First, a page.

Eyrie by Tim Winton

It took only two pages for me to know that I was going to love Tim Winton’s new novel, Eyrie. It’s been ages since a story gripped me so hard and so quickly, and it never really let me go. The prose had me constantly underlining text and flagging pages for excerpts to reread and saviour. It was fantastic. Tim Winton at his Dirt Music best.

His ability to weave a gripping story around ordinary, frustrating, hopeless, at times hateful, but mostly decent, individuals is unsurpassed. He doesn’t make it easy to like these characters, but that doesn’t mean you won’t be completely taken in by them and desperate to know how their story will end.

The book opens in the Mirador, a tower block of anonymous apartments, with Tom Keely, a disgraced, former environmentalist, waking up with a hangover of epic proportions; one that only pills and more alcohol will cure. The opening few pages contain some stellar prose, from the description of Keely’s apartment: The tiny flat was hot already. Thick and heady with the fags and showers and fry-ups and dish-suds of others…the stench of strangers, to the introduction of Tom himself, His wine-blackened teeth the ruins of a scorched earth retreat. I could almost feel the layer of grime on my skin and taste the dank, stale air as I read these lines. But there is also an injection of humour in the ugliness, The towel was not remotely fresh…But while definitely on the nose, it hadn’t quite graduated to the full gorgonzola. Life in it yet. If you were a man unmolested by romance. Having let yourself go to this extent. Keely, as a broken man is in perfect harmony with the story’s backdrop of Fremantle or, as Winton describes it, The nation’s quarry, China’s swaggering enabler…Leviathan with an irritable bowel.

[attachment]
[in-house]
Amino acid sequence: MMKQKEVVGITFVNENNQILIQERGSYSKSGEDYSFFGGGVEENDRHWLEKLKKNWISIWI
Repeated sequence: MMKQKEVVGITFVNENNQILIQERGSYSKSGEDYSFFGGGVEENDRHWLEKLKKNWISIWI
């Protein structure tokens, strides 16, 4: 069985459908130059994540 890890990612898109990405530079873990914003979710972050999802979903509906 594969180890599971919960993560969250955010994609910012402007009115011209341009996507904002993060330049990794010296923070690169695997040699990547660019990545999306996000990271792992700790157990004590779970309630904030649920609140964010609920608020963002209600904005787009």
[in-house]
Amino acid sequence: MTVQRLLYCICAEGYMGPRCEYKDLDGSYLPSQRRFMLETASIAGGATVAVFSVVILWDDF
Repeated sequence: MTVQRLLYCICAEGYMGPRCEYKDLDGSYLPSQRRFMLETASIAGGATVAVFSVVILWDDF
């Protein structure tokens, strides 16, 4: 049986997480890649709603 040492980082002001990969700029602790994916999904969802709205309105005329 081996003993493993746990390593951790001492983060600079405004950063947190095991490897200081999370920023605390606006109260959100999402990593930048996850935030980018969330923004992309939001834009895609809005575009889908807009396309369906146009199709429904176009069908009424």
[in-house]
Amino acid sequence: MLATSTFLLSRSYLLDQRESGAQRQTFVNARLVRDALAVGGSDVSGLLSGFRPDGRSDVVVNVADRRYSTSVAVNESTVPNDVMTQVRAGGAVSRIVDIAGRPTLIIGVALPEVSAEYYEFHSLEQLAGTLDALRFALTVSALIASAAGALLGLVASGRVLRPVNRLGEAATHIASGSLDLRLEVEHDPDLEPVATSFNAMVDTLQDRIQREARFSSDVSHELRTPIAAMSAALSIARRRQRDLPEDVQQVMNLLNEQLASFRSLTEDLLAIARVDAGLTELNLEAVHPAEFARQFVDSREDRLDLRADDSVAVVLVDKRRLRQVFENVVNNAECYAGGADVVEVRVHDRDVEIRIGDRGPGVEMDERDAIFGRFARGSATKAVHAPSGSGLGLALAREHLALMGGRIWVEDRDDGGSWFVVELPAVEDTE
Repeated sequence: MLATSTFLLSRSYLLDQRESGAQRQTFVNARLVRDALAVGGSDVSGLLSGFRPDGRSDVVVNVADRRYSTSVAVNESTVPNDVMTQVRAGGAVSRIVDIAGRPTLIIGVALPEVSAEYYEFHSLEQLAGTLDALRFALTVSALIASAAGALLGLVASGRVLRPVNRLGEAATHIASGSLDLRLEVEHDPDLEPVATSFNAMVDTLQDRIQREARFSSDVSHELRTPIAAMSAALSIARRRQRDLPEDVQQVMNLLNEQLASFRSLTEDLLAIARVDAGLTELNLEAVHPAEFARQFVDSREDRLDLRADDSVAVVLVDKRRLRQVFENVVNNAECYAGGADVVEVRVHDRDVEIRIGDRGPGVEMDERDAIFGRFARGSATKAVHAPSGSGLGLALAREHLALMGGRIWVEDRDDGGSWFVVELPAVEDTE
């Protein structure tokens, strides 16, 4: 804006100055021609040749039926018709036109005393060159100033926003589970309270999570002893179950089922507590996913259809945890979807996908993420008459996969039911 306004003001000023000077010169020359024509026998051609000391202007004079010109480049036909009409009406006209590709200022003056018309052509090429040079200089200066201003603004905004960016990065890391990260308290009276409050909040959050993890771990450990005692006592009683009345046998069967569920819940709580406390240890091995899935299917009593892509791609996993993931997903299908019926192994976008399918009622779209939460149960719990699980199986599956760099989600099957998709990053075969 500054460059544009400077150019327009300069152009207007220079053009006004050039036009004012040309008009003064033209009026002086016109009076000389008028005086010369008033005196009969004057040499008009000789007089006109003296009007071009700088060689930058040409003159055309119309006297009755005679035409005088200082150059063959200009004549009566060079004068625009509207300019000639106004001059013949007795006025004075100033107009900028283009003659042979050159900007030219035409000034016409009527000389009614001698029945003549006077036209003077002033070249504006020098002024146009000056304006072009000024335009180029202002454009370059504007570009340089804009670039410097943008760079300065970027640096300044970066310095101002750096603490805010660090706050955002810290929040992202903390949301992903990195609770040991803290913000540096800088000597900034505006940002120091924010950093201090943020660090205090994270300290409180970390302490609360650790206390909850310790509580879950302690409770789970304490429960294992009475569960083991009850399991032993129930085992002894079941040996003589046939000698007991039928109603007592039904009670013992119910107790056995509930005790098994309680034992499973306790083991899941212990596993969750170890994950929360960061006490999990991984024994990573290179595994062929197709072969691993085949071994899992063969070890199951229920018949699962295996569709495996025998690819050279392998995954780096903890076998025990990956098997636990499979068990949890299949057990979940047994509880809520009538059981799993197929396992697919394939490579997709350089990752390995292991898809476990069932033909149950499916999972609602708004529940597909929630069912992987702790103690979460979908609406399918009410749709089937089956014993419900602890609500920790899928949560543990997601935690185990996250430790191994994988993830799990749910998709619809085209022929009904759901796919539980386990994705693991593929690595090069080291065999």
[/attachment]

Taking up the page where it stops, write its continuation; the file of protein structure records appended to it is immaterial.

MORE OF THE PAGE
The day that we meet Keely, at his most hungover, is also the day that he runs into Gemma. An old childhood friend who is renting the apartment next door, with Kai, her troubled grandson, who has maybe just a touch of Asperger’s, as well as a mother in jail and a junkie father who doesn’t give a shit.

Thus, the scene is set for a book that contains all of the elements of the usual Winton fare – the nature of families and their struggles within – but in Eyrie, these elements are turned on their head. There is none of the lightness of Cloudstreet; instead it is gritty and dark and brooding. The characters are broken, exasperating, untrusting, and the glimmers of hope for a mean sort of happiness are few and far between.

And, yet, I was completely engaged. There is enough decency in Keely and enough tenderness and need in Kai, to forgive what I thought was a complete lack of thankfulness on the part of Gemma. Keely and his mother, Doris (the star of the book for me), offer her constant aid and assistance, and I felt that she all she did was throw it back in their faces in the most frustrating ways. Usually I am all over any kind of love story – even if it is just the hint of a coupling – but in this case, I wanted Keely well away from Gemma. She was an anchor, bringing him down, and he was already doing a good enough job of that on his own.

Apart from my intense dislike of Gemma, my only criticism would be that I found the end to be a little disappointing. Don’t worry, no spoilers, I just felt like the last quarter of the book was racing towards a glorious conclusion, which never fully eventuated. But I never felt cheated by it. And, to be honest, I’m not really sure if the ending was unsatisfying or whether I was just sad that the book was over. It’s a reading dilemma that I’m happy to contend with.

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